It’s Time Nintendo Jumped on the iRevolution

I’ve seen Nintendo’s corporate sentiment change from “We’re not worried about Apple” to “We see Apple as our biggest competitor” over the past 2 years.  It seems so obvious to me that Apple has presented Nintendo with a way to make a small fortune very easily that they simply have decided not to take advantage of.

The number 1 reason I want to Jailbreak my iPad 2 is to use an original NES emulator with a Wii mote as a controller, specifically to play Mario Bros. 3 & Battletoads.  For those of you who have Jail broken your iOS device you can head to this link to do it yourself.   Who doesn’t want to play all their old favorite Nintendo games on their iPad/iPhone/iPod?  Why doesn’t Nintendo see the 39 million plus (and growing exponentially everyday) iOS devices out there as a cash cow?  If Nintendo released an App called Nintendo NES with the ability to get more games via in app purchases I guarantee it would be the top downloaded app in under 48 hours after it was released.  If they released it for free with original Mario on it, selling additional games for $0.99 I’d bet they’d pocket over $40 million within their first year.  That doesn’t even consider the potential for SNES & N64 apps.  The revenue doesn’t have to stop there either.  If they sold along with this app a Nintendo branded wireless controller that bluetooth synced with all idevices that worked seamlessly with their app they’d have another blockbuster product on their hands.

I’ve read statements from Nintendo that the casual games on Apple products don’t present a threat to them because the quality of the games are poor.  If you think these games are of poor quality (which some of them most certainly are not) then its time for you to compete and bring that Nintendo gaming magic to Apple’s devices, because trust me there will be more of them in the hands of avid gamers in the future.  Capcom, Square Enix, Atari & more now have their classic games available on the App Store. What are you waiting for Nintendo?  The waters are warm and lucrative, why not atleast try dipping your toe in and see if you like it?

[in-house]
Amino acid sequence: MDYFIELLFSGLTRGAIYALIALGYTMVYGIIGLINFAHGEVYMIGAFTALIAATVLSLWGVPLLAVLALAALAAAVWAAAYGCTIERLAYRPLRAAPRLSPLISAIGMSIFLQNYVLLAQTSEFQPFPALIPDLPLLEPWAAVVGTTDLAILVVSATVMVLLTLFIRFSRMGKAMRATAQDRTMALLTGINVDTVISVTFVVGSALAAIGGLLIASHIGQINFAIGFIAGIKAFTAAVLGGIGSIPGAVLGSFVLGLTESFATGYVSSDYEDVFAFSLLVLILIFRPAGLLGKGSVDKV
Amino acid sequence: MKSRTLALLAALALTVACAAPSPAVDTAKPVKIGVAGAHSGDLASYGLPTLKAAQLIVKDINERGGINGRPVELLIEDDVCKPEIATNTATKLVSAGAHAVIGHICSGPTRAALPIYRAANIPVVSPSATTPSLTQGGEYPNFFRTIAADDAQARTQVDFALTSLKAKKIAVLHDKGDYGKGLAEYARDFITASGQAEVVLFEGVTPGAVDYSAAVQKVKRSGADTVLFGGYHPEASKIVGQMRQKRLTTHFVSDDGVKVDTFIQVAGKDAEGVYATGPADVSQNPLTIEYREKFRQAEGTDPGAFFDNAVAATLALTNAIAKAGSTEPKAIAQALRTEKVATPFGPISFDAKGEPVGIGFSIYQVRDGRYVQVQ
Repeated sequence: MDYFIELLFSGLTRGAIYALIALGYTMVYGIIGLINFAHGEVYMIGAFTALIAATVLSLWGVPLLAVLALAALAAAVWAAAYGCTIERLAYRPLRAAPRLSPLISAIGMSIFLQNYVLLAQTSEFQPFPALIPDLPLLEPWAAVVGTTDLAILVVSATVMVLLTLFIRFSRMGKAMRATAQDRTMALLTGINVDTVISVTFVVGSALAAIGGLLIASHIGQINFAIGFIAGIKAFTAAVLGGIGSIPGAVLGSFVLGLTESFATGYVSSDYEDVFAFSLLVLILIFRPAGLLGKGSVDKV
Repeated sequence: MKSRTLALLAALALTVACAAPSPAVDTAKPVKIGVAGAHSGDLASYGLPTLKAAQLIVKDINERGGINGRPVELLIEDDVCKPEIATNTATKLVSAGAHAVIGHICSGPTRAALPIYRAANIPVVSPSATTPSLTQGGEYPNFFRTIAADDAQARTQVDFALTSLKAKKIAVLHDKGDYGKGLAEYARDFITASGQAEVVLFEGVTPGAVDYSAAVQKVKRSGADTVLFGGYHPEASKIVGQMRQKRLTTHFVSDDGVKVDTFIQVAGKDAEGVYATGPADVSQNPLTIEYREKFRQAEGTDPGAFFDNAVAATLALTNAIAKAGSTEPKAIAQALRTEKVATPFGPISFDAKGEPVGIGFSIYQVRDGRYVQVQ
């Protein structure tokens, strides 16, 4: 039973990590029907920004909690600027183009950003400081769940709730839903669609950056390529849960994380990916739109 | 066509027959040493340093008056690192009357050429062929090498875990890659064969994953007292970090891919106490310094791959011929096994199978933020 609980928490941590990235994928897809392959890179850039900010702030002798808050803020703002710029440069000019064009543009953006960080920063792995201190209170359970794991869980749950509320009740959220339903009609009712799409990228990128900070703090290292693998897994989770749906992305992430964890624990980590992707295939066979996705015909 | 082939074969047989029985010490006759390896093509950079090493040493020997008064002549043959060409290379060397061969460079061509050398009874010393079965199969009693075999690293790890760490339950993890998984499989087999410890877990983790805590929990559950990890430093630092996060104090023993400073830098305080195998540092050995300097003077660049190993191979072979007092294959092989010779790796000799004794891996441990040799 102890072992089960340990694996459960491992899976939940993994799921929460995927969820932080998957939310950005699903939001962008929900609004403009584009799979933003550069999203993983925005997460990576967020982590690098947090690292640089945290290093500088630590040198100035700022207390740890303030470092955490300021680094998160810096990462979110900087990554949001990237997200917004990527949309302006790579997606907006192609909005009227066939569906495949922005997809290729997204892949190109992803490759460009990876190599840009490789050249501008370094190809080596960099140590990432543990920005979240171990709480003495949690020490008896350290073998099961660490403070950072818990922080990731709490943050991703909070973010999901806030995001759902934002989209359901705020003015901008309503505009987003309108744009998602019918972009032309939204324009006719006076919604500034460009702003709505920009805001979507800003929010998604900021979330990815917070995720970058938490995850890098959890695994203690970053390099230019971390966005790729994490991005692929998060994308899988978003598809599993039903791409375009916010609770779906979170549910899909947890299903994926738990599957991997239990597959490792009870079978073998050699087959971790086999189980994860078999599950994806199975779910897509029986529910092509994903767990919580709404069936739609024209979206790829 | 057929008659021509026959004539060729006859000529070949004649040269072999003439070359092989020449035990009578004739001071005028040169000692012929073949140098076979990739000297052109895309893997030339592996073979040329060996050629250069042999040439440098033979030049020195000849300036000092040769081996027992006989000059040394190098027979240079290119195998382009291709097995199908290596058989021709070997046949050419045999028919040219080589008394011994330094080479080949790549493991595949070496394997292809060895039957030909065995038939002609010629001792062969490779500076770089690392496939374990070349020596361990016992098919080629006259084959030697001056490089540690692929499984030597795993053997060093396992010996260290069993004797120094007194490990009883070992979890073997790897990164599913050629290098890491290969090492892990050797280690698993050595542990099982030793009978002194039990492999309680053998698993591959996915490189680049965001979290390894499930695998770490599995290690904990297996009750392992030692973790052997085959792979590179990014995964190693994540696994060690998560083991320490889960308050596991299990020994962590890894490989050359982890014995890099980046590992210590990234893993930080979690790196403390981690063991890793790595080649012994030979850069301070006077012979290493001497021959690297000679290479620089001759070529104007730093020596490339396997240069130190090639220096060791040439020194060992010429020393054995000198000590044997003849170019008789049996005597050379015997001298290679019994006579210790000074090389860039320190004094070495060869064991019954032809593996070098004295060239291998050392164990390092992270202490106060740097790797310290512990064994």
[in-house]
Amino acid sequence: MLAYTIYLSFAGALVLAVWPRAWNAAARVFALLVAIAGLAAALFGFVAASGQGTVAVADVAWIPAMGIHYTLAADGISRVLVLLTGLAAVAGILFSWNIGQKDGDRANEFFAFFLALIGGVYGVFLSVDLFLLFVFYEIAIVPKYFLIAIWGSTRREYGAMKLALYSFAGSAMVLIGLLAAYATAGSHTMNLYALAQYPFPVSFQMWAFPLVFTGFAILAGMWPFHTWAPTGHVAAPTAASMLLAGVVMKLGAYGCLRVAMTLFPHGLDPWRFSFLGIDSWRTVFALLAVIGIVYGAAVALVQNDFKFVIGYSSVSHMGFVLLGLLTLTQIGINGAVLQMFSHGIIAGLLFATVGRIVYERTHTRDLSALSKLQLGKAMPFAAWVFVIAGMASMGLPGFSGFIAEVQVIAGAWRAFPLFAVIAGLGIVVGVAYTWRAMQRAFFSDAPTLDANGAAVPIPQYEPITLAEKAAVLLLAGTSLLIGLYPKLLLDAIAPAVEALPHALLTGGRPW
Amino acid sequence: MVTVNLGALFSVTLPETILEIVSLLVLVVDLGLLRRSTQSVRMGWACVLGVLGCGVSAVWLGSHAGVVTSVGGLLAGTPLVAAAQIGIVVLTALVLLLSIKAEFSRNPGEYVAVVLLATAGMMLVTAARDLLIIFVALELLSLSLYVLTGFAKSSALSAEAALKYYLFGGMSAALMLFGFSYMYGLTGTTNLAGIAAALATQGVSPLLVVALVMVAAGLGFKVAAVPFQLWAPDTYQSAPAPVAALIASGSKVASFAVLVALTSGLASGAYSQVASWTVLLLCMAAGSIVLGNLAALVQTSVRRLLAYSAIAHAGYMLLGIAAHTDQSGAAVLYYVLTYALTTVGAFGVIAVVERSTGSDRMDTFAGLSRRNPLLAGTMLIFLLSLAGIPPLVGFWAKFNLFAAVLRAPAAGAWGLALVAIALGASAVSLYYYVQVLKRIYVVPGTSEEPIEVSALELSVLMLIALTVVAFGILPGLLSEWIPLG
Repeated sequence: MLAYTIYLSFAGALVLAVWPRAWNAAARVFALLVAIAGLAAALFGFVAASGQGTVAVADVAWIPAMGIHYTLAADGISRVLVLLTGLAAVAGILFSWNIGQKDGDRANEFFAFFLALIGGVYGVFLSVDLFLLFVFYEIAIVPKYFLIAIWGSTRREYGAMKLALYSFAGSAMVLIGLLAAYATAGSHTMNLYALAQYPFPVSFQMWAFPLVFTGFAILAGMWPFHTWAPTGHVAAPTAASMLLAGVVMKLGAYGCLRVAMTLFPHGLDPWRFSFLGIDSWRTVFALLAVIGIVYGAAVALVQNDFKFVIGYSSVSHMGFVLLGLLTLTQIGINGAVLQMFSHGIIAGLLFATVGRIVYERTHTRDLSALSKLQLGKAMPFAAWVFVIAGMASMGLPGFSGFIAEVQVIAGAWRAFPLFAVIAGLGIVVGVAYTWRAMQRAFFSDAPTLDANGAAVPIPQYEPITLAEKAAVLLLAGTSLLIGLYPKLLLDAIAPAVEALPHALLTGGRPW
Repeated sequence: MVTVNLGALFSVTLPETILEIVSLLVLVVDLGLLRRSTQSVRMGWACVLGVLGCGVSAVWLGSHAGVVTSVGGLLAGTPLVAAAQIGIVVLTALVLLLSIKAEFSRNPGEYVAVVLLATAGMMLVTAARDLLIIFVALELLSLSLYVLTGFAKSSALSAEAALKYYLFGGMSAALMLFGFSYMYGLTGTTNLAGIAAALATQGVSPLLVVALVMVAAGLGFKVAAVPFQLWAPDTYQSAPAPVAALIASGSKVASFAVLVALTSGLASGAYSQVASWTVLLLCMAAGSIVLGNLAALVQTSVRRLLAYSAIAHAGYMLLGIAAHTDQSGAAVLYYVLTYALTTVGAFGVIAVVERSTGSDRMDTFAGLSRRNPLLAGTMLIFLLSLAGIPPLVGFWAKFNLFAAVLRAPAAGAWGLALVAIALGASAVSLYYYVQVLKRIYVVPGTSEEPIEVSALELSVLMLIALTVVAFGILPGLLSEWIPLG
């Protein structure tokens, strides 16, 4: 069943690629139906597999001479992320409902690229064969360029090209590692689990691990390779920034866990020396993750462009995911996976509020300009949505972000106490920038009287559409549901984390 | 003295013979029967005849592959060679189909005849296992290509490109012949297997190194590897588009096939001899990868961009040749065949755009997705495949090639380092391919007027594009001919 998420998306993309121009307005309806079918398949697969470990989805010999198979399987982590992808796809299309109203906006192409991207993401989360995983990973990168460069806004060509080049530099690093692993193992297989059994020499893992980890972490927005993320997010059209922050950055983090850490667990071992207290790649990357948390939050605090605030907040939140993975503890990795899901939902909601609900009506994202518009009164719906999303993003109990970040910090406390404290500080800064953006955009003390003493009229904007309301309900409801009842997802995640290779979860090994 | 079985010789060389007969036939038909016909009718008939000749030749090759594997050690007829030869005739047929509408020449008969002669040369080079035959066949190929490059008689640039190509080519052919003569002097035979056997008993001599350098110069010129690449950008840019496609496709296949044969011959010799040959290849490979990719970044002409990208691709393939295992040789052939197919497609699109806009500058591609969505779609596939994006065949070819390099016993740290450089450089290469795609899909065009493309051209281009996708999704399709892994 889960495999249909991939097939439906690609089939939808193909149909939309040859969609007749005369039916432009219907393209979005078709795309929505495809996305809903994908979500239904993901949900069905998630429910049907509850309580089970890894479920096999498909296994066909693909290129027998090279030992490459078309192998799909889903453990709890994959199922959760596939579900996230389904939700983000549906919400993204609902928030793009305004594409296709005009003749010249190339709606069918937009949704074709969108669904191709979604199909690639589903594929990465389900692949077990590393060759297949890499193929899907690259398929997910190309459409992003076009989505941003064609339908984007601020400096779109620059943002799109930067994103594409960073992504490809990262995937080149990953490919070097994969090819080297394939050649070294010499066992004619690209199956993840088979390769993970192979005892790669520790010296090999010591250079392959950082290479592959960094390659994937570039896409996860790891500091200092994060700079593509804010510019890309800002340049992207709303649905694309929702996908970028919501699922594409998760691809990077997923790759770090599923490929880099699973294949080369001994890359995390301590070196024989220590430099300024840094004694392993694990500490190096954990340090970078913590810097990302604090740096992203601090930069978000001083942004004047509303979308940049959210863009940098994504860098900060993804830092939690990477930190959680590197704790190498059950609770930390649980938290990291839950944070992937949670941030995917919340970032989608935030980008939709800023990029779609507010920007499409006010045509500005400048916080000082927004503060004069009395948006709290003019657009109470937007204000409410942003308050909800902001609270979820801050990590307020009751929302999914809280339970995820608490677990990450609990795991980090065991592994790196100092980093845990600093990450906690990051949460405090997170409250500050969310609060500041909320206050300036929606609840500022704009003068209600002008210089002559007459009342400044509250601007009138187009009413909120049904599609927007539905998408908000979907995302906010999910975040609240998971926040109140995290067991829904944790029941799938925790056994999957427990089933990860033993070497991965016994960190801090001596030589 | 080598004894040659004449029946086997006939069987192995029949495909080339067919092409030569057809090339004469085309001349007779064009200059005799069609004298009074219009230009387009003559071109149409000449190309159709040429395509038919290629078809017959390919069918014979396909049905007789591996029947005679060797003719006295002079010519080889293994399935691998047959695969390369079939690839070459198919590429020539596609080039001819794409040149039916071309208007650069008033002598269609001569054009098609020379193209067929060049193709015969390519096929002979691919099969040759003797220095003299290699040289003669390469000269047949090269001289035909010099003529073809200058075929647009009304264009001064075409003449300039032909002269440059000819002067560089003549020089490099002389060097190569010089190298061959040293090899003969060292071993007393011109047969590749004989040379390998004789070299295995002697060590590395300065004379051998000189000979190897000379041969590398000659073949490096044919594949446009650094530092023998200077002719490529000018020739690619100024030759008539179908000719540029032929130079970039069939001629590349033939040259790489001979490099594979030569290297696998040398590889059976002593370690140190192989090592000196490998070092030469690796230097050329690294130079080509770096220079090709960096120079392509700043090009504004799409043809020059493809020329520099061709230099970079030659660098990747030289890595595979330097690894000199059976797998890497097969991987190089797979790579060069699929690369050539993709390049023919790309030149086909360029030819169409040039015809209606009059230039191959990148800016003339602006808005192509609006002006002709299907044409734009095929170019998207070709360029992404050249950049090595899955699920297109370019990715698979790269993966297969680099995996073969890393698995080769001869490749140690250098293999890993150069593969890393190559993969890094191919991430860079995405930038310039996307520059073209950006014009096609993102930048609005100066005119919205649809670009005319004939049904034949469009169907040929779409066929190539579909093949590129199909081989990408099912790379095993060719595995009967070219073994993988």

– Rich


Empowering Your New iPod: A Guide for Converting Videos for Your iPod or iPhone

As soon as I saw the screen on the iPod Touch, I instantly knew its destiny as a video destination for me. Roughly half the space of my iPod is taken up by videos. They’re great for long rides or when I get stuck waiting somewhere unexpectedly. Before I launch into my tutorial, I will mention that I have found episodic content to be a better pairing with the iPod than movies. Converting videos for your iPod is quite simple due to a free tool named Handbrake which works for Macs as well as Windows. I will also mention that the iTunes store has many TV shows and movies which you can download, and they will all work with your iPod without hassle. This guide is for other videos you legally (or not so legally) obtain which you’d like to add to your iPod.

If the video you want to put on your iPod is on a DVD, you first need to get the file onto your computer (skip to next paragraph if the file is already on your computer). Commercial DVDs are encrypted, and breaking the encryption is a violation of the Digital Millennium Copyright Act in the USA, and not something I recommend you do for the obvious legal and ethical reasons. With that said, there is an extremely easy to use Windows program called DVDFab HD Decryptor which will allow you to copy a DVD to your hard drive. If you need help with DVDFab HD Decryptor, there is a guide here. If you are using Mac OS X, Handbrake can handle the decryption for you.

Once the windows users have the files on their computer (obviously needing to be more complicated than their Mac counterpart) open up Handbrake. In the source box, browse to the file or folder with the video and select it. Handbrake can handle a wide variety of input formats. Next, under source, click on the Titles drop down and manually select the video you want to convert. If you leave it set on automatic, there is a chance Handbrake will choose the wrong title. Next, under Destination, click browse, and select where you want to save the new video stream, and type in a file name. Under “Save as,” select m4v. Now here’s the critical part, on the right side under presets, click “iPhone/iPod Touch” or another iPod option depending on what you have. Under output settings, the encoder should be set as H.264 and the Audio Encoder as AAC. Make sure “Insert iPod Atom” is selected. That’s it! Now all you have to do is click start and give your computer some time to crunch away. There are a million tweaks you can make with Handbrake, including using a queue to convert many files at once, so feel free to explore once you get comfortable.

When Handbrake is finished creating the file, open up iTunes, go to File, Add File to iTunes, and select the file you just created ending in .m4v. The video should now show up under movies in iTunes. Now plug in your iPod. Once iTunes has loaded it, select your iPod from within iTunes. Go to the movies tab under your iPod’s properties within iTunes, and tell iTunes to either sink all your videos, or just the one you created. Voila! Next time you sync your iPod, you should have your video on your shiny device to take with you anywhere.